Freshwater pulmonate snails are sensitive to trace metals, but to date, the sensitivity of estuarine pulmonate snails to these important environmental toxicants is undescribed. Using the estuarine mud snail Amphibola crenata, effects of a 48-h exposure to waterborne cadmium (Cd) were investigated. The 48-h median lethal concentration (LC50) was 50.4 mg L−1, a value higher than that previously reported for any gastropod mollusc. Cadmium levels in the tissues of mud snails were highest in the viscera (digestive gland and gonad), with the foot muscle and remaining tissue compartment (kidney, mantle, remaining digestive tissues and heart) displaying significantly lower concentrations. Over a Cd exposure concentration range of 0–32 mg L−1, Amphibola exhibited reduced oxygen consumption and elevated ammonia excretion in response to increasing Cd, the latter effect likely reflecting a switch to protein metabolism. This finding was supported by a declining oxygen: nitrogen ratio (O:N) as exposure Cd concentration increased. Other energy imbalances were noted, with a decrease in tissue glycogen (an effect strongly correlated with Cd burden in the viscera and foot muscle) and an elevated haemolymph glucose observed. An increase in catalase activity in the visceral tissues was recorded, suggestive of an effect of Cd on oxidative stress. The magnitude of this effect was correlated with tissue Cd burden. The induction of antioxidant defence mechanisms likely prevented an increase in levels of lipid peroxidation, which were unchanged relative to Cd exposure concentration in all measured tissues.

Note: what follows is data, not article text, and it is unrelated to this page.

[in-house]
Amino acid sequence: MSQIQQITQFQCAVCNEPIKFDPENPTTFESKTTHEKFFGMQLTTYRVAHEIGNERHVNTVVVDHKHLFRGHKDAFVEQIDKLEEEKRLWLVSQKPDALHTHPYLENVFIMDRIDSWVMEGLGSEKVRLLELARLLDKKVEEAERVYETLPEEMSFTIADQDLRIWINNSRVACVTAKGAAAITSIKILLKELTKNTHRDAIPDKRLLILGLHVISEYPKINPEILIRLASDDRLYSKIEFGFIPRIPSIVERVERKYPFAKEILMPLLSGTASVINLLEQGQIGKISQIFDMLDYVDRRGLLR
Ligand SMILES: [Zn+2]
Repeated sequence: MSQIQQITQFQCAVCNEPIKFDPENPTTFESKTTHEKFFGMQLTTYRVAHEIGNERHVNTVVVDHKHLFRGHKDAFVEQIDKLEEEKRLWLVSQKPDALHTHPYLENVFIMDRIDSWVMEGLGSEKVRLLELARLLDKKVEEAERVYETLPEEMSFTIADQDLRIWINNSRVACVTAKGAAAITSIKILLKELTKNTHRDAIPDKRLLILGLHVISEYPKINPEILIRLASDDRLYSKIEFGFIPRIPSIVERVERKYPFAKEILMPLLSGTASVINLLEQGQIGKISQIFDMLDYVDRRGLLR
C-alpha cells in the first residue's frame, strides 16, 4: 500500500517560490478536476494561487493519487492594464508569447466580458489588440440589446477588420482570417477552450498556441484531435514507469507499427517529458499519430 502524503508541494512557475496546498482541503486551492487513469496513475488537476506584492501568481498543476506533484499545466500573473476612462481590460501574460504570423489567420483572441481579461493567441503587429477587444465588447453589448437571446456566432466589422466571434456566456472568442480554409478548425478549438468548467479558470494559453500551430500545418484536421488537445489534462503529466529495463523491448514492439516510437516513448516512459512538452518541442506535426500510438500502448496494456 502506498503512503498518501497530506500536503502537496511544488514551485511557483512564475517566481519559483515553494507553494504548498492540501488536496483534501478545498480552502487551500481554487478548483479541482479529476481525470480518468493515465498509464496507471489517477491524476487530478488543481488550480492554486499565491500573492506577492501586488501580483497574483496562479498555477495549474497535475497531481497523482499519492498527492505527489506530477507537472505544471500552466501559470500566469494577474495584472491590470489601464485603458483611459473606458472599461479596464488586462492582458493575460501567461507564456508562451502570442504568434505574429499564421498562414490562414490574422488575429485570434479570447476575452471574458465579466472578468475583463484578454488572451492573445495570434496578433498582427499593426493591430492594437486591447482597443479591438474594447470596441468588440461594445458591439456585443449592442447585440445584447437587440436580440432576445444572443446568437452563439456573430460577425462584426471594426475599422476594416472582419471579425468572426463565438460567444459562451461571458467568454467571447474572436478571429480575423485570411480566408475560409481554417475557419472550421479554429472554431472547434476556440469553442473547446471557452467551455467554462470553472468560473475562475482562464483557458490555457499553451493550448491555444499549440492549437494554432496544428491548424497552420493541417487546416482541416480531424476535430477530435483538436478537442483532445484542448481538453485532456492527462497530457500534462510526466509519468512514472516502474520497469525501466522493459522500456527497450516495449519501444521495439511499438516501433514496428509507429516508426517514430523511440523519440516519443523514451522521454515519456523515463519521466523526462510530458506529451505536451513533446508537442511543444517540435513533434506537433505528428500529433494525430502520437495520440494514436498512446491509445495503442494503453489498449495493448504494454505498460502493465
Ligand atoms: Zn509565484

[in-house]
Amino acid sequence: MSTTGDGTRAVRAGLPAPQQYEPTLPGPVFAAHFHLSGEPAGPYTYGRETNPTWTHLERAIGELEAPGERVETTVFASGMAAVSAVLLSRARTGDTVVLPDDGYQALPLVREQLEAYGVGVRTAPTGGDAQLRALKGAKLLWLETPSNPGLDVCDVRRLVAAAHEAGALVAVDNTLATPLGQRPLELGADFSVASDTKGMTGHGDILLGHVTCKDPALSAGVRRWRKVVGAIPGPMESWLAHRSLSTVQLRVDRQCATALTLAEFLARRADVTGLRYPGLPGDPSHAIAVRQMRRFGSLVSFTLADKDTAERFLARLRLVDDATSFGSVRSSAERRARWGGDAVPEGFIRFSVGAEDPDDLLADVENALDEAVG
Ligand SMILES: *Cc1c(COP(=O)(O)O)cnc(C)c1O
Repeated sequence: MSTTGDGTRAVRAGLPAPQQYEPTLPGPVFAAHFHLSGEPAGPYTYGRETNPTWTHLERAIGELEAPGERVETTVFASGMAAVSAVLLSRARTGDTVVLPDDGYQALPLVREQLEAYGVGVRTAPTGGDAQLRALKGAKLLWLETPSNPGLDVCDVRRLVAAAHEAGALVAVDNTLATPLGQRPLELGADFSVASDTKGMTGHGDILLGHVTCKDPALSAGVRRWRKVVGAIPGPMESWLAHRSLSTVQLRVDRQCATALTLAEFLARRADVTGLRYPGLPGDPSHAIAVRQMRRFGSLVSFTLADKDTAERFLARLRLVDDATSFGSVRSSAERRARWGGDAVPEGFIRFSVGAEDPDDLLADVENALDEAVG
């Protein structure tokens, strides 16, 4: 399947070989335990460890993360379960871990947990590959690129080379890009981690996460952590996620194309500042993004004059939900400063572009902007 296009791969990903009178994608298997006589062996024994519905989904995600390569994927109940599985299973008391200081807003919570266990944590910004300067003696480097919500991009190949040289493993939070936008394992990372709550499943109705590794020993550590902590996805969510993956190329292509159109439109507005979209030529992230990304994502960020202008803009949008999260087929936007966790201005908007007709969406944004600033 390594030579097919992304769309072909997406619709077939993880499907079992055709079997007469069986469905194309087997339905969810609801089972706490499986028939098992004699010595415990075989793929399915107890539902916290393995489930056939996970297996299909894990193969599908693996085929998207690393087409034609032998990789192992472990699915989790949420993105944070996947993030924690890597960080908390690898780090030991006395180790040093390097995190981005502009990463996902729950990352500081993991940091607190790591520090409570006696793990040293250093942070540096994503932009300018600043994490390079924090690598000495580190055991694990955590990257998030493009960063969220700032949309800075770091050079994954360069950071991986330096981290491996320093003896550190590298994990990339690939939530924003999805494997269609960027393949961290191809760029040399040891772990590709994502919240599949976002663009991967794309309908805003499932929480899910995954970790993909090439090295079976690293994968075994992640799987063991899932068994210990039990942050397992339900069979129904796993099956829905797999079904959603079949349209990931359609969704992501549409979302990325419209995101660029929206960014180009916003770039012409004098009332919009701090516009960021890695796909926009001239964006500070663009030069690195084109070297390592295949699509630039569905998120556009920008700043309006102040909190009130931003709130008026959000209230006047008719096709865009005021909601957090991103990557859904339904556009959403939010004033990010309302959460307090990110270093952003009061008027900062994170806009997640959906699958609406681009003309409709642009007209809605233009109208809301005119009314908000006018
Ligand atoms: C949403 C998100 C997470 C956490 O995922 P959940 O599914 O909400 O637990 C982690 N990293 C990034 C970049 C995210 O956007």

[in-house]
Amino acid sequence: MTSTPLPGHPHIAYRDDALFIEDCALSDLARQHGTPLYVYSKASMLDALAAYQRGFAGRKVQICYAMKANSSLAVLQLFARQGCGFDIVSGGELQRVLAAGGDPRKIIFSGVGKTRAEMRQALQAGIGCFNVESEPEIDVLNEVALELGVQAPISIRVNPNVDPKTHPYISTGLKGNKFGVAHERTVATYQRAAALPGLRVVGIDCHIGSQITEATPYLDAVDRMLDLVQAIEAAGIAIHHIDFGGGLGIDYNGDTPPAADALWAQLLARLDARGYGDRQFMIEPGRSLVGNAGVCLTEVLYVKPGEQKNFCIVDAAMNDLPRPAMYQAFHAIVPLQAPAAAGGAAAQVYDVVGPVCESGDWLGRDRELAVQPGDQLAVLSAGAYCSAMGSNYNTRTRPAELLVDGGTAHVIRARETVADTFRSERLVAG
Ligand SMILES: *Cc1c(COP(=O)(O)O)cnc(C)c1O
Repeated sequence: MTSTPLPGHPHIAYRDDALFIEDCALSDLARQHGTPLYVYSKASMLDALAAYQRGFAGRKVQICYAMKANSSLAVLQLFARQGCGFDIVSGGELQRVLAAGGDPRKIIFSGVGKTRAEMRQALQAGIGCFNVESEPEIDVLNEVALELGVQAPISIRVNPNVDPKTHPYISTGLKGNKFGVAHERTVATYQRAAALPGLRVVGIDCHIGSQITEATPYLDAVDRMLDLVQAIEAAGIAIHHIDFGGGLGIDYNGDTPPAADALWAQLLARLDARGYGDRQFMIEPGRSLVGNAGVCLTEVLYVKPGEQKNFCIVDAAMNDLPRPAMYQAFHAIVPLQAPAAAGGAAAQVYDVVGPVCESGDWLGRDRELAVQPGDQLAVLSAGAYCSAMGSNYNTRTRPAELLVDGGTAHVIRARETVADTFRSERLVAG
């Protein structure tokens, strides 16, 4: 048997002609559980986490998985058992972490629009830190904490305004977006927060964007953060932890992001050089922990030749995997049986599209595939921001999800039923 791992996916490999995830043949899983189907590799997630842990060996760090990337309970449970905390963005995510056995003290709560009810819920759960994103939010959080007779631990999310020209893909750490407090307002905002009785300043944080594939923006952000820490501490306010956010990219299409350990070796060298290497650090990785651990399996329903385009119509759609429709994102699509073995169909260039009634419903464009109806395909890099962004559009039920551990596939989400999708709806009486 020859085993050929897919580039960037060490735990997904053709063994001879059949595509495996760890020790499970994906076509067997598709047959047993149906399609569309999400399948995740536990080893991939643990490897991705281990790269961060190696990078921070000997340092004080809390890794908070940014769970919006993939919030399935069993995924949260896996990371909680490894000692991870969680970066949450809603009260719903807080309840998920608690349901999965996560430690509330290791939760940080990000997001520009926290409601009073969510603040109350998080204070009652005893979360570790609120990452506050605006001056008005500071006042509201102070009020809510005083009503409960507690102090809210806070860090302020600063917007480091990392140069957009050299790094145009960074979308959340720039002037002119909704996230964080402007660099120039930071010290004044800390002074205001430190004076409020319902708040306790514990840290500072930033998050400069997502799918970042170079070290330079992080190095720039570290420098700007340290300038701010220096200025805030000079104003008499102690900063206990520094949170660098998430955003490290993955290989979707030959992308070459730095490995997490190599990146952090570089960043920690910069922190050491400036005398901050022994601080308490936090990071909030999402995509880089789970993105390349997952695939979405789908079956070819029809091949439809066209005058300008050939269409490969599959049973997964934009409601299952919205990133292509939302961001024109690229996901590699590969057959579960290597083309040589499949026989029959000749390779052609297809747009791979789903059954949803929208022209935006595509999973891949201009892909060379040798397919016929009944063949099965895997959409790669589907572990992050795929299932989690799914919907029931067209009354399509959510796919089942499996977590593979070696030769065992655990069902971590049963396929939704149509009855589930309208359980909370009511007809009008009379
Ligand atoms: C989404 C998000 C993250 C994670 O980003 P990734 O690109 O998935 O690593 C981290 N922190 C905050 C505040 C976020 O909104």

|Number of pages||10|
|Journal||Ecotoxicology and Environmental Safety|
|Publication status||Published - 30 Aug. 2018|
- Oxidative stress
- Protein metabolism
- Trace metal